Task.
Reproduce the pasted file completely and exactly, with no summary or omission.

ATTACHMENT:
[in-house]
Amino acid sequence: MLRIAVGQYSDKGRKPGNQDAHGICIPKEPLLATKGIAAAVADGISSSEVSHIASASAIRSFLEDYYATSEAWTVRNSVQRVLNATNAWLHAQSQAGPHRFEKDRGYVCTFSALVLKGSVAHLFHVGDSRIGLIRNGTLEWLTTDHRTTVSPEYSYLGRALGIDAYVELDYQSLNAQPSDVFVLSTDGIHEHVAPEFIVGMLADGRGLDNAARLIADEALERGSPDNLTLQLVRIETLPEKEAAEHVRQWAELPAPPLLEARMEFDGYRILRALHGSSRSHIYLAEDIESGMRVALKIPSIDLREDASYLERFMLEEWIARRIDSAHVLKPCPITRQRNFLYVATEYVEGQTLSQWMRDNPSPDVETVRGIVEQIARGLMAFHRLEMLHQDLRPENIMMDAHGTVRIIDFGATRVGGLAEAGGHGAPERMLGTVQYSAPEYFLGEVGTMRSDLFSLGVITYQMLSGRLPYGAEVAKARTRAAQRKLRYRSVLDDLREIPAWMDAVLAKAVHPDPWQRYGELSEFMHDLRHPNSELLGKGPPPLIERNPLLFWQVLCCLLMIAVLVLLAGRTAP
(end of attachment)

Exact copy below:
[in-house]
Amino acid sequence: MLRIAVGQYSDKGRKPGNQDAHGICIPKEPLLATKGIAAAVADGISSSEVSHIASASAIRSFLEDYYATSEAWTVRNSVQRVLNATNAWLHAQSQAGPHRFEKDRGYVCTFSALVLKGSVAHLFHVGDSRIGLIRNGTLEWLTTDHRTTVSPEYSYLGRALGIDAYVELDYQSLNAQPSDVFVLSTDGIHEHVAPEFIVGMLADGRGLDNAARLIADEALERGSPDNLTLQLVRIETLPEKEAAEHVRQWAELPAPPLLEARMEFDGYRILRALHGSSRSHIYLAEDIESGMRVALKIPSIDLREDASYLERFMLEEWIARRIDSAHVLKPCPITRQRNFLYVATEYVEGQTLSQWMRDNPSPDVETVRGIVEQIARGLMAFHRLEMLHQDLRPENIMMDAHGTVRIIDFGATRVGGLAEAGGHGAPERMLGTVQYSAPEYFLGEVGTMRSDLFSLGVITYQMLSGRLPYGAEVAKARTRAAQRKLRYRSVLDDLREIPAWMDAVLAKAVHPDPWQRYGELSEFMHDLRHPNSELLGKGPPPLIERNPLLFWQVLCCLLMIAVLVLLAGRTAP